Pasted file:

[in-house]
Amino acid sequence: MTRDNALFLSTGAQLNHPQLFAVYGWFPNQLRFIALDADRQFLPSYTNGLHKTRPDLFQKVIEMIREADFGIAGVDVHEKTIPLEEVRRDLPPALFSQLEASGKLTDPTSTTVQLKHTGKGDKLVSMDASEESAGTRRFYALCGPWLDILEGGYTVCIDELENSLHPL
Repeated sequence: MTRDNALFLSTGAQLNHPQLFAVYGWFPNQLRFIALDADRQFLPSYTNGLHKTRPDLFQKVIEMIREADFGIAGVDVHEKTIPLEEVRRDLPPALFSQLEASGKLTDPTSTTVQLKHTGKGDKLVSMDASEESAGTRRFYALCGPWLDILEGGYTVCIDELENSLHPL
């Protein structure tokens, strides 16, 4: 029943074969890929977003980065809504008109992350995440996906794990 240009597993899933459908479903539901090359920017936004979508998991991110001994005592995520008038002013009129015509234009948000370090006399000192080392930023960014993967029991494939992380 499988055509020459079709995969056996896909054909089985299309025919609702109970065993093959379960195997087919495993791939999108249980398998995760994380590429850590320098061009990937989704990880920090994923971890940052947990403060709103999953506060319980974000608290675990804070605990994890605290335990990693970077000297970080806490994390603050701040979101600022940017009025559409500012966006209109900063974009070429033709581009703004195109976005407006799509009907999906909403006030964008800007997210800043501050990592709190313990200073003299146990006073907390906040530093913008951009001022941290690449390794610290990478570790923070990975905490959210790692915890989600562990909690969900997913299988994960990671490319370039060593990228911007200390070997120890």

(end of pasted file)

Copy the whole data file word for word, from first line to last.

[in-house]
Amino acid sequence: MTRDNALFLSTGAQLNHPQLFAVYGWFPNQLRFIALDADRQFLPSYTNGLHKTRPDLFQKVIEMIREADFGIAGVDVHEKTIPLEEVRRDLPPALFSQLEASGKLTDPTSTTVQLKHTGKGDKLVSMDASEESAGTRRFYALCGPWLDILEGGYTVCIDELENSLHPL
Repeated sequence: MTRDNALFLSTGAQLNHPQLFAVYGWFPNQLRFIALDADRQFLPSYTNGLHKTRPDLFQKVIEMIREADFGIAGVDVHEKTIPLEEVRRDLPPALFSQLEASGKLTDPTSTTVQLKHTGKGDKLVSMDASEESAGTRRFYALCGPWLDILEGGYTVCIDELENSLHPL
């Protein structure tokens, strides 16, 4: 029943074969890929977003980065809504008109992350995440996906794990 240009597993899933459908479903539901090359920017936004979508998991991110001994005592995520008038002013009129015509234009948000370090006399000192080392930023960014993967029991494939992380 499988055509020459079709995969056996896909054909089985299309025919609702109970065993093959379960195997087919495993791939999108249980398998995760994380590429850590320098061009990937989704990880920090994923971890940052947990403060709103999953506060319980974000608290675990804070605990994890605290335990990693970077000297970080806490994390603050701040979101600022940017009025559409500012966006209109900063974009070429033709581009703004195109976005407006799509009907999906909403006030964008800007997210800043501050990592709190313990200073003299146990006073907390906040530093913008951009001022941290690449390794610290990478570790923070990975905490959210790692915890989600562990909690969900997913299988994960990671490319370039060593990228911007200390070997120890």